Finding Justice in Tucson

By Violet Elson


Violet Elson is a Bay Area local, who has lived in Oregon, Spain, Mexico, and finally Oakland. The time in Mexico was spent studying social movements, primarily in indigenous communities. It was deep in Chiapas’ jungle where the fire of justice and political activism were sparked. In her free time she can be found bicycling around Oakland, hanging out in libraries, and over-caffeinating.

Living in the Bay Area, we are faced each day with the sharp reality of injustice. We see people living on the streets, hear gunshots, and try to survive in cities where rents are sky rocketing into the thousands. There can be no justice while border walls and prison halls stand tall. There can be no justice in this country while children don’t have homes, where families can’t afford to eat three meals a day, where economic refugees are jailed. There can be no justice while Donald Trump has a platform for his hateful and racist rhetoric.

But while we are realizing these dehumanizing facts, justice is waiting. Justice is a world without capitalism, without competition, without xenophobia. Justice is a world where we feed each other with food from our gardens, where we care for each other, where men are allowed to cry and women are seen as people, and differences between cultures are embraced. It is easy to dream of this world, of an Oakland where the buses are free and there are bike lanes instead of highways. But, I truly believe we have the capacity for being the change we want to see.

For just a few months, I had the privilege of working with No More Deaths, a group providing desert aid on the US/Mexico border. It was there, living in a tent in the high desert during the biting cold winter months where I learned about the true cost of the injustices we have in our society. I also learned about what justice looks like, how everyday people can plant the seeds of change. The people who came through our camp were often young Mexican, Guatemalan, and El Salvadorian men looking for economic opportunities. They faced life and death in the unregulated and violent desert, crossing in the cover of darkness, relying on Mexican cartel members to guide them to safety. The No More Deaths volunteers alternated between putting gallons of water and cans of beans throughout the harsh desert terrain for migrants to find, and maintaining a functional medical clinic where lost and injured people could receive medical aid, water, and rest.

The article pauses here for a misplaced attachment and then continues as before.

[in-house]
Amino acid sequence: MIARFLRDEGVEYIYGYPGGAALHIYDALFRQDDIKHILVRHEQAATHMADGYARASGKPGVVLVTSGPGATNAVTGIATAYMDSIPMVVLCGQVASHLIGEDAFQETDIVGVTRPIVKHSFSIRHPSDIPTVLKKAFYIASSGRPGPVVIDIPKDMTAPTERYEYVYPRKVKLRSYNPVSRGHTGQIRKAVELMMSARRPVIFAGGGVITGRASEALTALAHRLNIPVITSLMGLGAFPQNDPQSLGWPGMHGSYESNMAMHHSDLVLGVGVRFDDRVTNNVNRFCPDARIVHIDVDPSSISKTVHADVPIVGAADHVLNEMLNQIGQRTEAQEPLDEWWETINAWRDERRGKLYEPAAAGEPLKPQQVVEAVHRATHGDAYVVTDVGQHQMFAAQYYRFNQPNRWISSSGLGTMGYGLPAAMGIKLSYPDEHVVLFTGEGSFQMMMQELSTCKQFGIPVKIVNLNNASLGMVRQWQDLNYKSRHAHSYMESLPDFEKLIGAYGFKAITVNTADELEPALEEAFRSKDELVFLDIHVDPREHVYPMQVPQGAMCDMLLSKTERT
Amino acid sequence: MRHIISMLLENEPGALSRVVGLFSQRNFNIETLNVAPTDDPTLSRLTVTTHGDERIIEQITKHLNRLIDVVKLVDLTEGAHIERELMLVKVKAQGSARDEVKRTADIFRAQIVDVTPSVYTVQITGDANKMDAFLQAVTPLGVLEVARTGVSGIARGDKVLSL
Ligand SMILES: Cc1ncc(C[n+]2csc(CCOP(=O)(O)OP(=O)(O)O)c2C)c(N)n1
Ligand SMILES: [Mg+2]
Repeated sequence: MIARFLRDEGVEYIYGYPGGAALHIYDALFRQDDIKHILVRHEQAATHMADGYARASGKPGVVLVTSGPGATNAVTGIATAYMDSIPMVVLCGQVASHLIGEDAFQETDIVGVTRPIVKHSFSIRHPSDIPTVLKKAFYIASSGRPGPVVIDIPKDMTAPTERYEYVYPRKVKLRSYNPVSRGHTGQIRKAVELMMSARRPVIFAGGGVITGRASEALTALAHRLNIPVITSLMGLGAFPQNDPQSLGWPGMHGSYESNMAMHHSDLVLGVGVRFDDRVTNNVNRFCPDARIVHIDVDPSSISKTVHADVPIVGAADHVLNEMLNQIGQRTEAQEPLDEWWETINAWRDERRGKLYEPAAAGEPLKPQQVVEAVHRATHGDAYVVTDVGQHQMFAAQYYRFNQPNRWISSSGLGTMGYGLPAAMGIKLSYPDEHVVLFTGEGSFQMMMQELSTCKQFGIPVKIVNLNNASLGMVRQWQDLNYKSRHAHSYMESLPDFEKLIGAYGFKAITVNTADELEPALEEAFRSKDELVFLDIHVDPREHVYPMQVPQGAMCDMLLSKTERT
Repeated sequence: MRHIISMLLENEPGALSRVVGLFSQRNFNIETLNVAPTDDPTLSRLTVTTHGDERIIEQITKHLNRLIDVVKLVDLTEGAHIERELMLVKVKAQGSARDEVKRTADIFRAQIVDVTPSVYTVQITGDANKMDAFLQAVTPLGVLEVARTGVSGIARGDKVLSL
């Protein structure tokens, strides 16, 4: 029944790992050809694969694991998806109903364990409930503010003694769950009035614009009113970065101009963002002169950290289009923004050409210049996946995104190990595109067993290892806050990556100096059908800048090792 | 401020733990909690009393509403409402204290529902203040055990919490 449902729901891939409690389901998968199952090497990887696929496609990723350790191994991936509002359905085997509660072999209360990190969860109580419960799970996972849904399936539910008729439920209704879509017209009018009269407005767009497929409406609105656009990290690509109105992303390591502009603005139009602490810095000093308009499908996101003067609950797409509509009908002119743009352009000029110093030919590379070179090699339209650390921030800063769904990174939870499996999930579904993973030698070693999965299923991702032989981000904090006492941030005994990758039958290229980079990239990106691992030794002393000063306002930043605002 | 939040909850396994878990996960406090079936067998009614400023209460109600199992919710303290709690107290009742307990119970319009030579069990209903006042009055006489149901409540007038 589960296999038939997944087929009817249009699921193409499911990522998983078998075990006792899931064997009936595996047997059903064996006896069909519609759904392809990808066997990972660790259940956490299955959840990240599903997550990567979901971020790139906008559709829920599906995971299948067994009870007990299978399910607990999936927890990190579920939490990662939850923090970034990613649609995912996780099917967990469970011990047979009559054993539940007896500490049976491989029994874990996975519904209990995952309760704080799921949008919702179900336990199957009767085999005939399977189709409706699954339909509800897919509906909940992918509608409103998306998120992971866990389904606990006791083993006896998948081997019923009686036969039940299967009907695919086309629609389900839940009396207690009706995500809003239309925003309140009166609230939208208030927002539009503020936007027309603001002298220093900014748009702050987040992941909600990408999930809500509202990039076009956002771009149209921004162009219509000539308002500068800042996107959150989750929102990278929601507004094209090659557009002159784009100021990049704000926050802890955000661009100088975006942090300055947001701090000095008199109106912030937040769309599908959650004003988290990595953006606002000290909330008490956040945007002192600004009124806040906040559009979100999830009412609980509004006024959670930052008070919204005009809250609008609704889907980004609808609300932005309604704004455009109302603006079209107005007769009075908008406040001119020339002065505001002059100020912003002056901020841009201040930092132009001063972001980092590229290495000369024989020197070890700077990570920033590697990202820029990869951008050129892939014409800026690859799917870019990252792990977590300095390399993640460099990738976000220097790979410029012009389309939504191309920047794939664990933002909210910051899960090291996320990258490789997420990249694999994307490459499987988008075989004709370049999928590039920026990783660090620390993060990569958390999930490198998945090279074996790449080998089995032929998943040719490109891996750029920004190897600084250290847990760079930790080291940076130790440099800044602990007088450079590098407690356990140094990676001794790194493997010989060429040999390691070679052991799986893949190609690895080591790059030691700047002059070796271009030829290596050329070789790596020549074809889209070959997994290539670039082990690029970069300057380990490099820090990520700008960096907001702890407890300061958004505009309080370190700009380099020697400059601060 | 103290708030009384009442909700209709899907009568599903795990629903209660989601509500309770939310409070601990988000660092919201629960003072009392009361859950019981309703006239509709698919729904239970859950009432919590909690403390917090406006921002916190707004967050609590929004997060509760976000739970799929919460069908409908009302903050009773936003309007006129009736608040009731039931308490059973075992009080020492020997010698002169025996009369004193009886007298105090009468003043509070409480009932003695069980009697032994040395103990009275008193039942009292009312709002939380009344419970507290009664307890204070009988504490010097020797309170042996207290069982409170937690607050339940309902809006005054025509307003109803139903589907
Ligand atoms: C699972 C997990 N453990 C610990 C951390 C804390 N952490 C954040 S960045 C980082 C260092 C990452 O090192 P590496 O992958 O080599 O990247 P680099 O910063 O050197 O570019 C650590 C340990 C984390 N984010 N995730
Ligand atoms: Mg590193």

On Christmas Eve, I was helping a young man call his family in Guatemala. Through the other end, I heard the high-pitched laughter of a little girl and then watched her father break down into tears. I thought about how cruel the world is, forcing a man to pick between starvation and separation from his family, culture, and land. I thought about the volunteers I was working with, how their lives were focused on breaking down borders and creating an anti-capitalist community based on respect and sharing out in the middle of Arizona.

While prisons stand tall and border walls stand even taller the only justice we can hope for is the justice in community. We must rely on each other to create the world we want to see. A neighborhood, a school, a church – places that foster a sense of community and a sense of safety can be pivotal. Places where we trust each other, where we can rely on others for support are few and far between! The No More Deaths camp is exactly that. It is a location in the harsh desert landscape where trust and respect are givens. All people, regardless of their skin color, immigration status, and education are cared for. The violent and racist reality of immigration is pushed to the wayside for just a few days, in such a small corner of the earth. We rely on volunteers who are actively working to change the dominant paradigm but ignoring hateful rhetoric and providing basic human rights for a marginalized and abused portion of the population.

We can have that sense of change and justice in our everyday lives. We must speak out against hate, against abuse, and fight for the basic human rights so many people are lacking. We must be the justice in the world. We, as individuals, as mothers, daughters, sisters, brothers, fathers, as people living and breathing in the capitalist United States, have to be the change. A justice driven world is one where we don’t have a preconceived notion of others and where we as people aren’t pitted against each other for survival – where we are able to have communities based on mutual love, respect and sharing.

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